” The more one does and sees and feels, the more one is able to do, and the more genuine may be one’s appreciation of fundamental things like home, and love, and understanding companionship.” Amelia Earheart

Make connections with your world.  Within every conversation, there is a transaction of life.

Do More Now…




In the last few months at my new job working as the sole “sales guy” for an international painting company I’ve had the privilege of spending a lot of time with several Brits who’ve been over in a regular rotation.  Mostly driven by simple Golden Rule humanity and nudged with a smidge of self-motivated corporate politicalness, I’ve taken it upon myself to guide them through the staple pieces of what it is I know to be American culture. At lunch, we eat Five Guys. At dinner, we drink Bud and eat bloody red steak and gravy-filled mashed potatoes. Last week me and this old chap went to a Monday Night Football game. While the game was terrible as the Jags lost greatly in a slow, boring fashion, it being his first “real football” game, The Brit had a huge time and so did I.  My fun, if nothing else, was in respect to the enjoyment I found in accompanying the introduction of positive experience to others – kind of like watching a toddler blow bubbles as their face, full of excitement, re-introduces the significance of the given act to you.  It was a real blast explaining the game of football and thinking on the otherwise obvious little intricacies of the game and on the way people treat one another or how and why we cheer or boo one team or the other and once you start to see bubbles you notice all of them in their wondrous enormity.
But it was what he mentioned a few days later as we sipped down a Thai Red Curry that has caused me to re-evaluate the importance of that big-little word which is this post’s title. He said, and I paraphrase in an italicized english accent, ‘I really appreciate the way everyone stood at attention during the singing of the national anthem. Even the little kids who were sitting next to us behaved and sang. They knew every word. In the U.K., if we were at a futball match and the national anthem were played, as much as thirty percent of the crowd wouldn’t have even stood from their seat. As a former serviceman, I really appreciated that.’

Even now, that really gets to me.  Why wouldn’t a citizen take pride enough in their country to honor its flag and stand by its side even when the goin gets tough?  Why not cry for My Country Tiss of Thee?  Why not be the first in line to kick some Iraqi-Nazi-Communist butt?

Patriotism, per Wiki, was first used in the Elizibethan era as a term for “fellow countrymen”.   Since then, it has been stretched and molded to become a punchline to draft servicemen.  Still, it is the glue that binds nations and states of minds to prejudices and labor unions and it may be most apparent at Barbecue engulfed tailgate parking lots outside college football games.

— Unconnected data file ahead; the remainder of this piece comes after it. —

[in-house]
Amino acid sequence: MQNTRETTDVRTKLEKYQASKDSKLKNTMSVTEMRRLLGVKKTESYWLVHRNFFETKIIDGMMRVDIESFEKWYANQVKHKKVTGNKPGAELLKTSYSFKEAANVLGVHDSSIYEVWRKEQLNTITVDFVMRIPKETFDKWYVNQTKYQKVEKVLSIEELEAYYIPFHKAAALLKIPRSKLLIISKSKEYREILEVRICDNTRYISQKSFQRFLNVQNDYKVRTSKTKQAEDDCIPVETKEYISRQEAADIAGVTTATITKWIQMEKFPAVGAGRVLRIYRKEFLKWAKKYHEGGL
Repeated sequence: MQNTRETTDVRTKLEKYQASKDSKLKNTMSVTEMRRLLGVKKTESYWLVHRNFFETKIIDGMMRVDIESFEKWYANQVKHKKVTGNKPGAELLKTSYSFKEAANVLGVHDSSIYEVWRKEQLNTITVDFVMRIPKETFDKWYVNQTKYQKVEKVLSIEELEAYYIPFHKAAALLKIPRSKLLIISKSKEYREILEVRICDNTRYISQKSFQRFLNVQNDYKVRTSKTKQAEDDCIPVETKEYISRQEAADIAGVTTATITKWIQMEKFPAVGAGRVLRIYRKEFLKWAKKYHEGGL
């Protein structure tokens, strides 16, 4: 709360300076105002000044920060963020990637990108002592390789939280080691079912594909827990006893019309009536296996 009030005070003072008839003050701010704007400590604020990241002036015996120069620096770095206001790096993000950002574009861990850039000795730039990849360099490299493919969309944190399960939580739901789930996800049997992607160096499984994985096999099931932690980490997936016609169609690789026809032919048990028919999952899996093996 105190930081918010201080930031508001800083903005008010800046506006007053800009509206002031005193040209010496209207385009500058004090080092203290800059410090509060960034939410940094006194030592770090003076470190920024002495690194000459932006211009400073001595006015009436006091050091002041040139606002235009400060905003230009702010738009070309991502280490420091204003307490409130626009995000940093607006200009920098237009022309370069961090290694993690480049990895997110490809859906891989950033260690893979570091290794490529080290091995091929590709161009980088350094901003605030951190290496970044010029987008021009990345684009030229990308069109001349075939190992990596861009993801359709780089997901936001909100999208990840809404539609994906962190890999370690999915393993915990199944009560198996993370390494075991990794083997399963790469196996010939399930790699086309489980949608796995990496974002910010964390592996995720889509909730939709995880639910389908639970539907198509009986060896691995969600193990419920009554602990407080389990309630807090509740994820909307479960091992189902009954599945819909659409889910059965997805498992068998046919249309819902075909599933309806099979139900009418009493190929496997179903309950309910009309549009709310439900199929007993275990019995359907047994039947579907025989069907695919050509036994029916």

(And I’ve come to enjoy watching the fans at the football games almost as much as the game itself – the colors and the fashion show; the songs and the elaborate pageantry and the flags and mascots and all the hoopla; the worship of entertainers and contempt of the striped-shirted whistleblowers, but only if not in your favor; the expert conversations of monday morning quarterbacks and how separation makes way to cohesion as the painted-face little girls and boys smile-down comfort-burgers as big as their heads and how these collaborations around ideas bring us together on cool orange and brown leaved days)

But Why Patriotism?

Understanding that there are many possible explanations, I assert that Patriotism, in all of it’s many forms, is the manner by which we connect with the world through eachother.  It is like a great big hug and there is much warmth therein that keeps us through the cold times and we are drawn in as if a kid who stares at the bubbles that blow in the wind and hover for awhile and until they inevitably pop.  The adult in is thus discouraged in the midst of this earthshattering, lifechanging exposion.  Yet the kid in us knows that it was just a bubble, and he’ll just dip and lightly whoooo’s the wand again, certain that this one will be different, because wait till next year, we will rise, we will make things right this time, because we will never fail to begin.

Begin again and don’t ever lose the wonder and faith of the kid within,

Do More Now.

My Previous Vocabulary.